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Hong Kong/Mainland China market update

18 January 2024

Hong Kong and China equities retreated yesterday amid mixed macro data, potential sanctions risk and lingering property-market concerns from mainland China. Despite the market drop, our Greater China Equities team believes that the Q4 2023 gross domestic product (GDP) growth trend has already been priced into the index, with some bright spots being neglected. Regarding the property market, significant policy measures introduced since August 2023 have been underappreciated. Heading into 2024, economic stability remains the central government’s top priority. The team believes that mainland China’s four mega trends (i.e., the “4As”) remain intact as better-than-expected inventory destocking and increased policy measures suggest a potential bottoming of the economy.


The Hang Seng Index dropped by 3.7% on 17 January 2024. We attribute the pullback to the following reasons:

1) Weaker-than-expected Q4 GDP growth data: Mainland China’s Q4 2023 GDP grew by 5.2% year-on-year, slightly missing the expected 5.3% year-on-year expansion.

2) Mixed macro data: Mainland China’s retail sales growth missed expectations in December. On the other hand, the latest industrial output and fixed-asset investment (FAI) data both reported higher-than-anticipated year-on-year growth, with the former recording the fastest increase in nearly two years.

3) Potential sanctions risk: On 12 January 2024, a leading mainland China technology, media and telecom (TMT) company’s artificial intelligence (A.I) chatbot was reportedly used by a university affiliated with the mainland Chinese military to test A.I.

4) Lingering property concerns: According to National Bureau Statistics, national new home sales volume/value declined by 16%/20% year-on-year in December 2023, while national average selling price (ASP) was down by 5% year-on-year in December 2023.1

Our views

  • The market has largely priced in the GDP growth trend for Q4 2023. In fact, Q4 GDP growth accelerated from Q3 2023 (+4.9% year-on-year), improving by 1.0% sequentially. Also, full-year GDP growth reached 5.2% year-on-year, slightly above the central government’s target of around 5% year-on-year.
  • The market neglected some bright spots among December’s mixed macroeconomic data. For instance, the Caixin manufacturing Purchasing Managers’ Index (PMI) survey hit a better-than-expected 50.8, remaining in expansionary territory for a second consecutive month. Exports expanded by 2.3% year-on-year vs. a 0.5% increase in November. Despite retail sales missing expectations, industrial production gained strength.
  • Regarding the property market, the significant policy measures introduced by the central government have been under-appreciated:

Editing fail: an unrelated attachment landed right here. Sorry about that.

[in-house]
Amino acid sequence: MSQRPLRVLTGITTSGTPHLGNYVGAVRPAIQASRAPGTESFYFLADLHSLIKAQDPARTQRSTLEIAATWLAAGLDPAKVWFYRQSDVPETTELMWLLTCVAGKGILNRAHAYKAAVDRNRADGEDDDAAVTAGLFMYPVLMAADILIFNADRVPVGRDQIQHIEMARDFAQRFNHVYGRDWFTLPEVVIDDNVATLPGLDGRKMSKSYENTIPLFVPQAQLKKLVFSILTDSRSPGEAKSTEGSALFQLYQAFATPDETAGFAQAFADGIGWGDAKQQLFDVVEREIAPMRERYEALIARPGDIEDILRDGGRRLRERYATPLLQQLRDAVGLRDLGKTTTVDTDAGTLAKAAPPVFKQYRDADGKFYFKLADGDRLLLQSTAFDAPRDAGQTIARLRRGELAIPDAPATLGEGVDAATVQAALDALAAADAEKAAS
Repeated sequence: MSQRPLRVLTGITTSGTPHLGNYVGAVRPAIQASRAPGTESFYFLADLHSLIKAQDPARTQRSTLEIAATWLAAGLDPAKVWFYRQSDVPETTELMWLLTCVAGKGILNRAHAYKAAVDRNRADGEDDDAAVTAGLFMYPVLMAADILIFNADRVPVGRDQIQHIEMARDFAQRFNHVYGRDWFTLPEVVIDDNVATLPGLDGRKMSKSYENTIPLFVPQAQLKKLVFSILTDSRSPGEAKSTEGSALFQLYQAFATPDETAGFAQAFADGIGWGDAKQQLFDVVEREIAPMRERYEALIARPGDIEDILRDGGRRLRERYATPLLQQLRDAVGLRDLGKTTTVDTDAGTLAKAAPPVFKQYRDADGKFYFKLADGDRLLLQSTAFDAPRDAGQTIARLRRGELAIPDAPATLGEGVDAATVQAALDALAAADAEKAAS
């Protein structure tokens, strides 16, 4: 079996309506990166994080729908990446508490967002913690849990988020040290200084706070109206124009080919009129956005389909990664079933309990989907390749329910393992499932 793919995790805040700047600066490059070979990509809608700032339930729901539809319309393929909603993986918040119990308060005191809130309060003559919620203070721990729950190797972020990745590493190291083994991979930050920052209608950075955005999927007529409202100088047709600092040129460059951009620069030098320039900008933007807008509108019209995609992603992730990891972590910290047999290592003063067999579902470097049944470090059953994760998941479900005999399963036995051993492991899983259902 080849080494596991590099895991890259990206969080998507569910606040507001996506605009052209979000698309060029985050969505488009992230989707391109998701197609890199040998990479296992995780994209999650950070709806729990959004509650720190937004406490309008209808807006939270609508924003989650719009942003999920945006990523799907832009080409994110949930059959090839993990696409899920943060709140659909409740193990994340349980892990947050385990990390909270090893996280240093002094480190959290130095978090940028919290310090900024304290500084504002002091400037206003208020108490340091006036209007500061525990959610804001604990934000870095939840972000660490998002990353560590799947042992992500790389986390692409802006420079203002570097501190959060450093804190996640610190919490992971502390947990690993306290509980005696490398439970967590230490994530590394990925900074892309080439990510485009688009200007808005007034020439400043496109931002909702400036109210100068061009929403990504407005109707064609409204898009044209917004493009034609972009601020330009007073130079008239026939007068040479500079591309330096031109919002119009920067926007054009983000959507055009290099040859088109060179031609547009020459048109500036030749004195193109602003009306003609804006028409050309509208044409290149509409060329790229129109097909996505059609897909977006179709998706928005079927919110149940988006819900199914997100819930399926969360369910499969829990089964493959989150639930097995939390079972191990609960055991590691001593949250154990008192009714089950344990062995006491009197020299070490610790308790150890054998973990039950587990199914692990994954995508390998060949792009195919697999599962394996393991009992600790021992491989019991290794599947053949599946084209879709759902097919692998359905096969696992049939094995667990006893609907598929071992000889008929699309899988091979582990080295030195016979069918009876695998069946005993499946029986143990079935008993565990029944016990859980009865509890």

•  Starting from August 2023, more property easing policies have been rolled out. The central government cut the nationwide down payment rate for the first time in years on 31 August 2023.

•  Since November 2023, there have been obvious signs that the central government is stepping up its support for developers’ financing.

•  The scope of the relaxations has been broadened to tier-1 cities where the central government had been reluctant to ease policies in past cycles.

•  In December 2023, the People’s Bank of China (PBOC) resumed its pledged supplemental lending (PSL) facility to inject 350 billion renminbi into the three major policy banks. This marks the third-highest monthly injection in the history of this programme.

•  On 16 January 2024, mainland China reportedly considered one trillion renminbi (US$139 billion) of new debt issuance under a special sovereign bond plan2, only the fourth such sale in the past 26 years, as the authorities intensified their efforts to shore up the economy.

• According to Ministry of Housing and Urban-Rural Development (MOHURD), China’s primary and secondary home transactions in total registered positive year-on-year growth for the January to November 2023 period, in contrast to the pessimistic comments in the market. Some early signs of stabilisation in the real estate market are observed.

  • For 2024, mainland China has reiterated that economic stability is a top priority.

•  Apart from technological innovation, the Central Economic Work Conference (CEWC) outlined several key areas of focus for mainland China’s economic strategy in 2024, including:

•  Boosting domestic demand

•  Reform initiatives

•  High-level opening

•  Financial sector stability


In conclusion, better-than-expected inventory destocking and increased policy measures suggest a potential bottoming of the economy. The Greater China Equities team believes that mainland China’s four mega trends (i.e. the “4As”) remain intact going into 2024:

1) Acceleration: Consumption may further improve with mainland China’s pro-growth policy stance.

2) Abroad: Leading mainland Chinese companies are going abroad – another growth engine!

3) Advancement: The AI supply chain in Greater China (especially the Taiwan Region) should continue to see robust growth in 2024.

4) Automation: Mainland China’s aged population should trigger greater demand for automation.


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National Bureau Statistics of China, Manulife Investment Management, January 2024.

China Weighs $139 Billion Sovereign Bond Sale to Boost Economy - Bloomberg, 16 January 2024.

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